Things an edible gift will always do: warm hearts, fill bellies, fuel holiday travel, get shared, spark conversation, inspire your loved ones to start making their own granola (or hot sauce or challah or macaroons), and disappear, leaving only happy memories.
Here are 28 Genius Recipes—along with mostly handy gifting ideas and intel—that have been passed from cook to cook for years and, in some cases, decades. Yes, three of them are chocolate cakes, but each one is perfect for a different sort of gifting experience. I've provided color commentary.
Make an XXL batch, package it in cute jars for all your coworkers or cousins, and include the recipe—there will be rabid freak fans converts.
These French almond cookies defy all the perils of cross-country shipping, and seem to only get better a few days out.
No professional equipment required to be total inspiration to those around you—extra thoughtful points for wrapping in a reusable Bee's Wrap (a.k.a. bread fresher-keeper).
The chocolate cake you make for vegans (they'll be so happy!) or when there is truly nothing in your fridge (you'll be so happy!).
Give with a side jar of jam (or honey!), or wrap in a suggestive tea towel.
This cake will collapse variously in the middle or to one side or another, but that is just because it is so unremittingly squidgy. Make this one for the people who will appreciate its charms.
This has beets in it! And crème fraîche on top! It's the chocolate cake for the cool kids.
The vanilla is the key—our former Managing Editor Brette Warshaw skips measuring and just upends the bottle. She would also recommend you underbake and freeze these. p.s. Can you imagine unwrapping these lidded, nesting mixing bowls to find blondies hidden in the innermost bowl?
Look out, this one's feisty (but it keeps for up to a month, so tell them to drink it in small doses).
Because you can't gift a hug.
Yes, that lovely peekaboo pie pan is in our Shop and will be loved long after the tart is gone.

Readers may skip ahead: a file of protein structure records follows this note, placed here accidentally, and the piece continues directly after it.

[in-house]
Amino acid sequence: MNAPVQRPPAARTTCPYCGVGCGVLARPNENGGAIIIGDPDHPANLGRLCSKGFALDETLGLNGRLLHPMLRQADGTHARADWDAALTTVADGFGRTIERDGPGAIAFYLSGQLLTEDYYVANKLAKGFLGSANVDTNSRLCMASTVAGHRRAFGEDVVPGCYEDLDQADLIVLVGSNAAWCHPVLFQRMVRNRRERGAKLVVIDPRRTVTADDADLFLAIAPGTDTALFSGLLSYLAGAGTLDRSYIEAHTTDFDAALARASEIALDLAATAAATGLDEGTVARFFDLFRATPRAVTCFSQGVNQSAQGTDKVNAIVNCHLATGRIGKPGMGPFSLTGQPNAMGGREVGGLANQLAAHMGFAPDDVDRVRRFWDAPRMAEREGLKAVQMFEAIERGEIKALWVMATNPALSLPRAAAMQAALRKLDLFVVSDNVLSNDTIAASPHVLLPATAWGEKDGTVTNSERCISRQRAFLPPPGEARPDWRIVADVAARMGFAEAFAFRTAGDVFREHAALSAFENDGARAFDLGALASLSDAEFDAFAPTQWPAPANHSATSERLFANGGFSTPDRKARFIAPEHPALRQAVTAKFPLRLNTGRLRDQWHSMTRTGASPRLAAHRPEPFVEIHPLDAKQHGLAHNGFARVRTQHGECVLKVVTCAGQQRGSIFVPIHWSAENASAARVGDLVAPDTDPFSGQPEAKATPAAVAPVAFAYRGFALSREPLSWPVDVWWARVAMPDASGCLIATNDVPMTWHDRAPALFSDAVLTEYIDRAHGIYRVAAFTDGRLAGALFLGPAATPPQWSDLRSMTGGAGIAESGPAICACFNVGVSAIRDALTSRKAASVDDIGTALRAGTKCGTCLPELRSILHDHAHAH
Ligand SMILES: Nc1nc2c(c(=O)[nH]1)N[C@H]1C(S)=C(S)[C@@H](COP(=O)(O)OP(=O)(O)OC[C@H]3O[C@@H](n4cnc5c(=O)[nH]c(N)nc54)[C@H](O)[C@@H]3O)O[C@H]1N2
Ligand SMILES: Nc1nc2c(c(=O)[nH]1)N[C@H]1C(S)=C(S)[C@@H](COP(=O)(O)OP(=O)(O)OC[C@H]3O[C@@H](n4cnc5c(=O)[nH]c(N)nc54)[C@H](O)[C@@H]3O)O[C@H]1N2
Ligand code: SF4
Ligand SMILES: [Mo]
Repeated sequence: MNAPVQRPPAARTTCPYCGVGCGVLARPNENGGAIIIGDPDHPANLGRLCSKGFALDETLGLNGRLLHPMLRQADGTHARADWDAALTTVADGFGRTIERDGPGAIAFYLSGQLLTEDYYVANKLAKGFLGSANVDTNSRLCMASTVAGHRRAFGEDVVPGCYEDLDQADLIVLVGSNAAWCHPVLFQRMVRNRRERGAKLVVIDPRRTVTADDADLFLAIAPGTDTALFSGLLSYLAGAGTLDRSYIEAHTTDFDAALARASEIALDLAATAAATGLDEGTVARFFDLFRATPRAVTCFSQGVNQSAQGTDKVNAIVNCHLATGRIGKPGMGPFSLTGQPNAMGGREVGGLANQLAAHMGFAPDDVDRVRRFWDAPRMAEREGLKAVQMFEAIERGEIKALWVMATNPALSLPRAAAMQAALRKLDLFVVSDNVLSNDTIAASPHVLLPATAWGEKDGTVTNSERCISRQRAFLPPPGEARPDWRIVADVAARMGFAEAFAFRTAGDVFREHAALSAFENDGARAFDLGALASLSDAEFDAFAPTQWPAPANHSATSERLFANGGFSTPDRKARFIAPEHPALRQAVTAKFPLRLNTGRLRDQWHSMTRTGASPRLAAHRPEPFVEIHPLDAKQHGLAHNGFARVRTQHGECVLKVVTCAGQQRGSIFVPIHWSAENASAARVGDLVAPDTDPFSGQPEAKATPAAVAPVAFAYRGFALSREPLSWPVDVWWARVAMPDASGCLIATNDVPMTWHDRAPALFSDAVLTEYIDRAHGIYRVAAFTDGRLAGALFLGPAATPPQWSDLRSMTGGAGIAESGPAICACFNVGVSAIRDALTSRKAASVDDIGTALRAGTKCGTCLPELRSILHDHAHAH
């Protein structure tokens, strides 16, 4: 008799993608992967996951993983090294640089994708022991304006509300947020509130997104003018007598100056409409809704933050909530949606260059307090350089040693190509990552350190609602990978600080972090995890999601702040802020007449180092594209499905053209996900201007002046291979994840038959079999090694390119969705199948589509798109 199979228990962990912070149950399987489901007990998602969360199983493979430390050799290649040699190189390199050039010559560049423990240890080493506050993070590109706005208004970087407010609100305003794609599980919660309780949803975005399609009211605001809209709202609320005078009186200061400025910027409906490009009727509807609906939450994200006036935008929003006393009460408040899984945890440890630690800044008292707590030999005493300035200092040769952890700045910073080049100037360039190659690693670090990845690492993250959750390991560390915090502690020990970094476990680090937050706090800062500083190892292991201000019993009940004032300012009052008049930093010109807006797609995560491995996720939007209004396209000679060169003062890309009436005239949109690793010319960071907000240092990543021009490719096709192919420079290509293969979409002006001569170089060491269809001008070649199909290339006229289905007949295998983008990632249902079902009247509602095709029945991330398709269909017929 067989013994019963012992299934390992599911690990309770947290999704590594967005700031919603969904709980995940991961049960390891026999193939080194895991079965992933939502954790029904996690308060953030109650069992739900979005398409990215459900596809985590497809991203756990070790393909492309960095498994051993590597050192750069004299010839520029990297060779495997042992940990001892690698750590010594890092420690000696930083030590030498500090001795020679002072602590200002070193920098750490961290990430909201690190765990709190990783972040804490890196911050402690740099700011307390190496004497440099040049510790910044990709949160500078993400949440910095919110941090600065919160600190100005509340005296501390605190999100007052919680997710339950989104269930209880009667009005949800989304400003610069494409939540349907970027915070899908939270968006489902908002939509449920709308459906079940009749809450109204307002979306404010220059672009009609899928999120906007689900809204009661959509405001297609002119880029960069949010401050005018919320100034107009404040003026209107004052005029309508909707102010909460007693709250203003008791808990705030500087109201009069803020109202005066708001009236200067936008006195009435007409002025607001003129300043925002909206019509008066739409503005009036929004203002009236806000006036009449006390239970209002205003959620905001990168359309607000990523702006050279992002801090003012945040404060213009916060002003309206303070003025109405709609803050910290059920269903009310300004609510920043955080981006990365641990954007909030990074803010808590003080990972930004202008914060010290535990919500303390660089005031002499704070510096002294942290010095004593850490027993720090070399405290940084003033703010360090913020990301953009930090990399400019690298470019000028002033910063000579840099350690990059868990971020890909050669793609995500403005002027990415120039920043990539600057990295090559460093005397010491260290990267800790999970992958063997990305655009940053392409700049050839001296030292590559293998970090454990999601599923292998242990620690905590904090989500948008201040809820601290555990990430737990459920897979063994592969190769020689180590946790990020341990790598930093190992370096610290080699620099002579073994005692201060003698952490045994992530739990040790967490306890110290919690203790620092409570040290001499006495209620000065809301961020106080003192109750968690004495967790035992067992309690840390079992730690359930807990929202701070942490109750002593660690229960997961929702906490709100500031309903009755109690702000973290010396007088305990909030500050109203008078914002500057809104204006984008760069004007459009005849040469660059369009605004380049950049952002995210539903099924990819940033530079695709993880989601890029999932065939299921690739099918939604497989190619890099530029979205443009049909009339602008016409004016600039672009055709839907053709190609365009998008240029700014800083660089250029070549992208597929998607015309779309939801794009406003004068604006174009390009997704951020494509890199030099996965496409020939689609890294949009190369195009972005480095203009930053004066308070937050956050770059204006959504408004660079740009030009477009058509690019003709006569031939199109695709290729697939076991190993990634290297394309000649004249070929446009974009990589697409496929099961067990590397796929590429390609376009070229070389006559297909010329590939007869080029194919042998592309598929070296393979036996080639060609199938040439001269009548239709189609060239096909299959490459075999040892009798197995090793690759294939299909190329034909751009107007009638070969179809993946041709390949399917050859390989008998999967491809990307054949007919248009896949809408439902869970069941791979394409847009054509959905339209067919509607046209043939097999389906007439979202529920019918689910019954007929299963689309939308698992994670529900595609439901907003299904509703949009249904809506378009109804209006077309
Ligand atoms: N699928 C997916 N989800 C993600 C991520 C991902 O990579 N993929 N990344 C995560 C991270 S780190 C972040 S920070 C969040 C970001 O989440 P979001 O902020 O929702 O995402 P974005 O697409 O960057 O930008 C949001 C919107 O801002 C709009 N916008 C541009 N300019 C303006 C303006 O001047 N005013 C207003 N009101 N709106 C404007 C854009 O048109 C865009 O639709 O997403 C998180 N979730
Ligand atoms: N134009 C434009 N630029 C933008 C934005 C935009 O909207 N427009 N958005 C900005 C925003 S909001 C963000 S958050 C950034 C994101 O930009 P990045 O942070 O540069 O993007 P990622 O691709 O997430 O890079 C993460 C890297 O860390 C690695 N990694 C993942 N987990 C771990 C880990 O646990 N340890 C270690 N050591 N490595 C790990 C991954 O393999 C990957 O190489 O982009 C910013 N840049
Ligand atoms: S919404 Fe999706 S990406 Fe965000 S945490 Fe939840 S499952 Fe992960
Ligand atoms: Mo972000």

Be sure to tell them to keep it in the fridge, but eat it warm, so the butter stays loose—because that's how Judy Rodgers wanted it.
The tipping point between chewy chocolate chip and crisp chocolate shortbread, and a soothing name, too.
Give this harissa in tiny jars to all your friends, and tell them all the ways they can use it up in a week-ish: eggs, pasta, soup, grilled cheese, beans, chicken, roasted squash, grain salads, ___, ___, ___.
Give the gift of more flavorful soups, stews, risottos, grains... (and of not having to scrutinize the ingredients on a box of broth for a looong time).
Shirley Temples all around! Pack up the grenadine (or the vegetable bouillon or green harissa above) in reusable mason jars. They will not be returned.
When in doubt.
Because sometimes people get tired of cookies and candy and nog and would really prefer salt and pepper and cheese.
Oh, you like these studly gluten-free macaroons? How about Alice Medrich's genius book on baking with alternative grains to go with them?
Gluten-free for those who want it, and a hearty, chewy, craggly, delicious slice of toast to the rest of us.
Double-roasted, for topping toast and filling hand-pies and eating with spoons.
There is a secret ingredient and I'm not telling you what it is!
The only gift that can make a bottle of Champagne look even more thoughtful (stowing them in cork canisters doesn't hurt, either).
Flawless bran muffins might not sound holiday-appropriate, but everyone who can't run on sugar and caffeine will appreciate them.
Comes with the fun "2 ingredients—guess what they are!" game.
Secretly vegan, not secretly the best chocolate chip cookie I've tried.
Hot sauce with one step (blend) that you don't need to source fresh chiles for—it comes straight out of the pantry.
More festive than anything with a bow.
Every week, Food52's Creative Director Kristen Miglore is unearthing recipes that are nothing short of genius. Got one for her—from a classic cookbook, an online source, or anywhere, really? Please send it her way (and tell her what's so smart about it) at [email protected].